Game consoles— like today’s Xbox 360, Nintendo Wii, and PlayStation 3—have come a long way from their humble beginnings, when a white dot bounced back and forth somewhat forlornly across an oscilloscope screen. Today’s video and computer games include graphically impressive first-person shooters such as Crysis 2 and Call of Duty: Black Ops. Others, like Dance Central on Microsoft’s Xbox 360 with Kinect, apply real-time motion-capture technology to turn the player’s body into the controller. [Check out a slideshow of video games and consoles over the years.]
To explore the game industry’s dramatic history, The Institute enlisted the help of the IEEE History Center, IGN.com, and other online resources. The story is filled with flops as well as breakthroughs. Somehow, the game industry always bounces back and continues to grow.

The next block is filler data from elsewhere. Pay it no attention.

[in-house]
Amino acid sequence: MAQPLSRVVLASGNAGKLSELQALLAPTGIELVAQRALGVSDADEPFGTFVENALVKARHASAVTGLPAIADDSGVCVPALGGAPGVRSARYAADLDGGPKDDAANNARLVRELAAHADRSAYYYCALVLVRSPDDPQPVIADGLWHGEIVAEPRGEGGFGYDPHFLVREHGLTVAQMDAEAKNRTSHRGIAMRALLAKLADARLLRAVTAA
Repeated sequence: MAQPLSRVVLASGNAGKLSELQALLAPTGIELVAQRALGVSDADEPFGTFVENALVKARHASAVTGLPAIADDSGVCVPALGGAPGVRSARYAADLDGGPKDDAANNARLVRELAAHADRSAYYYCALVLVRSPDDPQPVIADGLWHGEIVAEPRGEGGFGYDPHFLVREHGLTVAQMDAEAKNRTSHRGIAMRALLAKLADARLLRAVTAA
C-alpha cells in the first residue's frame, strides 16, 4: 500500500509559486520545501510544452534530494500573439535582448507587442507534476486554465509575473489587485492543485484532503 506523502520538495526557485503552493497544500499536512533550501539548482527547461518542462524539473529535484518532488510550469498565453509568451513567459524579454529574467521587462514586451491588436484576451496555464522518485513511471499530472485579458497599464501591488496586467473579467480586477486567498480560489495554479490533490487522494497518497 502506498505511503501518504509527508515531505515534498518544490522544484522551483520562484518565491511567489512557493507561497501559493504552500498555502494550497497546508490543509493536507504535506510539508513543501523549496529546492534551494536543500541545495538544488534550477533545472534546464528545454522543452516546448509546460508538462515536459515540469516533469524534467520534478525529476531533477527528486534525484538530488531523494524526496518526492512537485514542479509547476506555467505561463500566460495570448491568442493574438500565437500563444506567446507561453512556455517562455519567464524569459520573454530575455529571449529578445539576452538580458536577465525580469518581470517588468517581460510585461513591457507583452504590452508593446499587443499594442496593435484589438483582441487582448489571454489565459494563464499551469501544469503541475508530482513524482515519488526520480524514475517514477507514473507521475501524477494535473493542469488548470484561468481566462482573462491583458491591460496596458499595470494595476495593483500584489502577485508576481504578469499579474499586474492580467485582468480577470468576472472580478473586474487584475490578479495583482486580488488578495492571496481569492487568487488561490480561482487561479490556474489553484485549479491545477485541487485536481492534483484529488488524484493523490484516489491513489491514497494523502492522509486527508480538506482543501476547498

The first video game can be traced to 1948, when Thomas T. Goldsmith Jr. and Estle Ray Mann were issued a U.S. patent for a “cathode* ray tube amusement device.” A machine with a knob (for aiming) and button (for shooting) was used to fire at airplane targets. Because of equipment costs, among other factors, the game was never manufactured; only a few handmade prototypes were passed around.
Ten years later, physicist William Higinbotham developed Tennis for Two, a game that added an analog computer to an oscilloscope. The opposing players each had a box equipped with a knob that controlled an on-screen paddle for angling where a ball was to go, and a button for hitting the ball.
In 1961, a group of MIT students wrote a program for their DEC PDP-1** computer, called Spacewar! It was for two players whose squadrons of opposing spacecraft fired missiles at each other. If yours was the last craft firing, you won. The game, eventually distributed as a premium with new DEC computers, was simple and fun to play.